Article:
Foxtrot Oscar by Charlie Owen

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Foxtrot Oscar by Charlie Owen

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Category: Crime
Rating: 3/5
Reviewer: Andrew Lawston
Reviewed by Andrew Lawston
Summary: A highly readable novel about a band of insane police officers. Funny and violent, often at the same time, it lacks polish but is a good book for lovers of crime fiction.
Buy? No Borrow? Yes
Pages: 352 Date: December 2007
Publisher: Headline Book Publishing
ISBN: 978-0755336869

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The 1970s, when everyone went to work on orange spacehoppers, and Slade were the coolest band in town. You could leave your front door unlocked as well. I might only have been born in 1979, but that's how it was, right?

In the last couple of years, Life on Mars has reminded us that the decade was really about cops driving through piles of cardboard boxes and wearing brown corduroy. Although the policemen work hard, drink hard and swear like troopers, though, they're always on the side of the angels. Aren't they?

Foxtrot Oscar by Charlie Owen tells the story of a police station in a troubled Manchester suburb (fondly known as 'Horse's Arse') during the long hot summer of 1976. The novel is a sequel to the recent Horse's Arse, and focuses on the exploits of a group of policemen with lurid nicknames like Pizza, Psycho, the Grim Brothers, and Piggy.

As the weeks go past in stifling heat, the police go about their business, occasionally arresting criminals in between playing brutal pranks on each other. Gradually a broader story emerges, as drug smuggler Sercan Ozdemir enlists the local crime gang for a big job.

This is a solid picture of the North of England in the 1970s, that distances itself from the cliches we've become used to. The punk revolution is alluded to maybe once, with a mohican-quoiffed teenager going on a glue-fuelled rampage in a nightclub. I'm a huge fan of punk rock, but it's refreshing to see the movement in context.

In other respects, the book would be utterly unbelievable if it wasn't for the mundane streak that runs through its pages. So many of the pranks lack a punchline, so many characters' stories are left unresolved, and you quickly realise that this is a novel with roots very much in the real world. Sure enough, the acknowledgements and author's notes list several policemen, and I can only assume that I've basically read a lifetime's supply of fictionalised pub anecdotes.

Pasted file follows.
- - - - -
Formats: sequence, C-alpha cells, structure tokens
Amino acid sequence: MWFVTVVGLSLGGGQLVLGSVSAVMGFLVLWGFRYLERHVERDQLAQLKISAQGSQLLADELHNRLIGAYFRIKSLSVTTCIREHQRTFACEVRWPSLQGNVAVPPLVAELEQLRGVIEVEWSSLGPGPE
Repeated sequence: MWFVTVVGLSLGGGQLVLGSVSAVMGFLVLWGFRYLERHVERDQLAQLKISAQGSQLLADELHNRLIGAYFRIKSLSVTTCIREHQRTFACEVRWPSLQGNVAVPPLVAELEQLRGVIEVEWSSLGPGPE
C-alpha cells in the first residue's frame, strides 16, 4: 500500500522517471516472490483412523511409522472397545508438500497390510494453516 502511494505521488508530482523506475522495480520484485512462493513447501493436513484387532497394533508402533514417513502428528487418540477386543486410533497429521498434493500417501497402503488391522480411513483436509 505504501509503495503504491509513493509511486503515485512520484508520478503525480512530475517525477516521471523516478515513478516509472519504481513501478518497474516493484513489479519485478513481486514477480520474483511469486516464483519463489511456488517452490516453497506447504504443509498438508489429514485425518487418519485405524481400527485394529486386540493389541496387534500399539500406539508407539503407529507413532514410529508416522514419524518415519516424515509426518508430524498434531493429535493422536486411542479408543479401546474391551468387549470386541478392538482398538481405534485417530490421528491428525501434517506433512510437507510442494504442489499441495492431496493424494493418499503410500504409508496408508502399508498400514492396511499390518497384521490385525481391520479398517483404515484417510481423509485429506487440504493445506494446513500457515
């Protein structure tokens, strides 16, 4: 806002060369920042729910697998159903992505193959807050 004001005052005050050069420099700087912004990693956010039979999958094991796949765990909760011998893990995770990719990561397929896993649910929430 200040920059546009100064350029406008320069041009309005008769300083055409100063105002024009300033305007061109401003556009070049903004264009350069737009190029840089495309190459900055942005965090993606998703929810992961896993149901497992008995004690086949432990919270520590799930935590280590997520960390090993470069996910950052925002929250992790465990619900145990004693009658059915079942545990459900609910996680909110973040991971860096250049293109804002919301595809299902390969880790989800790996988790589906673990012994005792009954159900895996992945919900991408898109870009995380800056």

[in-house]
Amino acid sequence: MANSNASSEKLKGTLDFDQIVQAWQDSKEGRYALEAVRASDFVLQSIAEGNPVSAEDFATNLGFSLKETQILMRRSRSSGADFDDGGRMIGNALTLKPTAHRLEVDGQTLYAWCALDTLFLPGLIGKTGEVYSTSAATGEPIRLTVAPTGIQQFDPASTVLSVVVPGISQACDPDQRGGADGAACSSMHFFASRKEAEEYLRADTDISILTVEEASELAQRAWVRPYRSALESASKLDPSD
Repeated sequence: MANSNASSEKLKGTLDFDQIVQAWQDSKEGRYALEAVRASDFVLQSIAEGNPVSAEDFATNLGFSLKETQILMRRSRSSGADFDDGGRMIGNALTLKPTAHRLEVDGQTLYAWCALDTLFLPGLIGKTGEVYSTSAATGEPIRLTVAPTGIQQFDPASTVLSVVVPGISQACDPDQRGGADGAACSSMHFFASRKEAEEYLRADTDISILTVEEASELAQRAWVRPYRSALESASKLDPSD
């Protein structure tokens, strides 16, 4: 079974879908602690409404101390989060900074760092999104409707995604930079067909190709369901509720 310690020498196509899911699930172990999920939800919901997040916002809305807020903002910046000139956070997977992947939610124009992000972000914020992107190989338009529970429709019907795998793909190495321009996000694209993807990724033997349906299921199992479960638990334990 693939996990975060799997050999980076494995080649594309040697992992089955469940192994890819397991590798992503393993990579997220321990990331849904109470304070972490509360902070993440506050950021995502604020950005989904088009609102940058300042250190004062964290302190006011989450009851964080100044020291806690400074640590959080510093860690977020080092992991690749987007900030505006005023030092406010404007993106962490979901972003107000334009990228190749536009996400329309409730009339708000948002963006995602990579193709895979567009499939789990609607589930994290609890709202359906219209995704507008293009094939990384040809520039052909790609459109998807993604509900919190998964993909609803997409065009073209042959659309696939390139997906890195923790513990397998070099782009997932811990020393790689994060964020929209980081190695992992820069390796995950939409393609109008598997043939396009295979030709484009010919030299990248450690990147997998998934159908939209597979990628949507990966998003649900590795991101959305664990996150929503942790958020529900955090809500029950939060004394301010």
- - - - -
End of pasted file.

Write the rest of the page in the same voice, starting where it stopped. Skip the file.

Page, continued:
Police officers bomb their superiors' toilets. They lock each other in morgues. They drive one of their number into a mental institution. They're lively, engaging characters, and utterly terrifying.

My feeling that these scenes were taken from real or reported experiences is borne out by the fact that although the sections with the police are a bit meandering, scenes with the Park Royal Mafia are much tighter and, bizarrely, more realistic. The incompetent criminals reminded me more and more of Christopher Brookmyre's novels, nowhere more so than in their final heist, with all the swearing, stupidity and bodily fluids of his work.

Foxtrot Oscar is a really funny book. The language is lively, the characters are all sympathetic sooner or later - which is astonishing when you consider what some of them get up to - and the stifling heat of that infamous summer pervades every page. There's also a lot of swear words - which are the funniest words of all, naturally. 'Blow it out your arse' has become my new favourite insult.

Unfortunately, though, the book needed another draft. The writing falls down in several key areas. The dialogue is frequently clunky and stilted, most noticeably in the scenes which otherwise seem to have been taken from Owen's past. Typos abound. In a scene where the Grim Brothers entrap a homosexual in a public toilet, their prisoner even addresses himself.

Worst of all, though, the point of view is incredibly arbitrary. While it's probably impossible to write a novel without breaking someone's Golden Rule of Writing, you really do have to stick to a single point of view within each scene. Instead Foxtrot Oscar employs an omniscient third person narrator that will follow Psycho down the corridor, leap into the backstory of another character for an unrelated anecdote and then back to Psycho, all within the same scene. It's jarring and confusing writing.

These drawbacks are a real shame, as they could have been sorted out with a final polish to produce a great book. As it is, Foxtrot Oscar is enjoyable reading, a sketch show of a novel providing a constant barrage of apparently unrelated but highly entertaining scenes. Its episodic quality makes it ideal for the travelling reader, and it's a frequently hilarious book - a snapshot of a summer long ago, when anarchy was very real.

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